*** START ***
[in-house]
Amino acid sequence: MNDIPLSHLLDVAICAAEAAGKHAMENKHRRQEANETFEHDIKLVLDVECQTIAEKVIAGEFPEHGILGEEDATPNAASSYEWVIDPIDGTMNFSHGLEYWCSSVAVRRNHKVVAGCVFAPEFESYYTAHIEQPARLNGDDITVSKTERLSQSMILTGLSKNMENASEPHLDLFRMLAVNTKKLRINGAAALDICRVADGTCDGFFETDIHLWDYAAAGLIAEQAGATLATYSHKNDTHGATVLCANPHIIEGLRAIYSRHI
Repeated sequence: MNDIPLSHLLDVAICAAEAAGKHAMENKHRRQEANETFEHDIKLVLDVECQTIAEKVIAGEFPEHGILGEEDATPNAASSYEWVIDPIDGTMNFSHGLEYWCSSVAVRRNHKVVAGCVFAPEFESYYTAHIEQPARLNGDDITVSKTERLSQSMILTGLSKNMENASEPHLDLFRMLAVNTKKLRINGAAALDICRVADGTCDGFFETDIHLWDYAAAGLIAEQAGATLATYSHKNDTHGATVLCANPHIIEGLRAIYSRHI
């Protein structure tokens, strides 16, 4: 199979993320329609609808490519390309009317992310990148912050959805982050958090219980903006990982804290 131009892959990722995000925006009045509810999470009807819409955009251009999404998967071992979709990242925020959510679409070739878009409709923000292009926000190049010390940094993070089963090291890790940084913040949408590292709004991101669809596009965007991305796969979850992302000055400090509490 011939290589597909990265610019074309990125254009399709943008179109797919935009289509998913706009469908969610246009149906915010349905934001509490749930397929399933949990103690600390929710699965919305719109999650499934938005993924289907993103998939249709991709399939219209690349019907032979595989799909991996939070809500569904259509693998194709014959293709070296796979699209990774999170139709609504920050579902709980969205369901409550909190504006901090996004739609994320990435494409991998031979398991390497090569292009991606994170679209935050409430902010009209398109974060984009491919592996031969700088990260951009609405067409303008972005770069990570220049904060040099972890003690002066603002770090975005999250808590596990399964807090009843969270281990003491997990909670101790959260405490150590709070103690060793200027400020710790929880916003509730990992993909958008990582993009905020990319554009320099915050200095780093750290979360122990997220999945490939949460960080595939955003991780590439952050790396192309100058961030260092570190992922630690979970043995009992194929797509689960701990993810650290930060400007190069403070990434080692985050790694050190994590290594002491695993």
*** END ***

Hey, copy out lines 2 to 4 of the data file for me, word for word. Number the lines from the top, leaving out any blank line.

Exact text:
Amino acid sequence: MNDIPLSHLLDVAICAAEAAGKHAMENKHRRQEANETFEHDIKLVLDVECQTIAEKVIAGEFPEHGILGEEDATPNAASSYEWVIDPIDGTMNFSHGLEYWCSSVAVRRNHKVVAGCVFAPEFESYYTAHIEQPARLNGDDITVSKTERLSQSMILTGLSKNMENASEPHLDLFRMLAVNTKKLRINGAAALDICRVADGTCDGFFETDIHLWDYAAAGLIAEQAGATLATYSHKNDTHGATVLCANPHIIEGLRAIYSRHI
Repeated sequence: MNDIPLSHLLDVAICAAEAAGKHAMENKHRRQEANETFEHDIKLVLDVECQTIAEKVIAGEFPEHGILGEEDATPNAASSYEWVIDPIDGTMNFSHGLEYWCSSVAVRRNHKVVAGCVFAPEFESYYTAHIEQPARLNGDDITVSKTERLSQSMILTGLSKNMENASEPHLDLFRMLAVNTKKLRINGAAALDICRVADGTCDGFFETDIHLWDYAAAGLIAEQAGATLATYSHKNDTHGATVLCANPHIIEGLRAIYSRHI
């Protein structure tokens, strides 16, 4: 199979993320329609609808490519390309009317992310990148912050959805982050958090219980903006990982804290 131009892959990722995000925006009045509810999470009807819409955009251009999404998967071992979709990242925020959510679409070739878009409709923000292009926000190049010390940094993070089963090291890790940084913040949408590292709004991101669809596009965007991305796969979850992302000055400090509490 011939290589597909990265610019074309990125254009399709943008179109797919935009289509998913706009469908969610246009149906915010349905934001509490749930397929399933949990103690600390929710699965919305719109999650499934938005993924289907993103998939249709991709399939219209690349019907032979595989799909991996939070809500569904259509693998194709014959293709070296796979699209990774999170139709609504920050579902709980969205369901409550909190504006901090996004739609994320990435494409991998031979398991390497090569292009991606994170679209935050409430902010009209398109974060984009491919592996031969700088990260951009609405067409303008972005770069990570220049904060040099972890003690002066603002770090975005999250808590596990399964807090009843969270281990003491997990909670101790959260405490150590709070103690060793200027400020710790929880916003509730990992993909958008990582993009905020990319554009320099915050200095780093750290979360122990997220999945490939949460960080595939955003991780590439952050790396192309100058961030260092570190992922630690979970043995009992194929797509689960701990993810650290930060400007190069403070990434080692985050790694050190994590290594002491695993």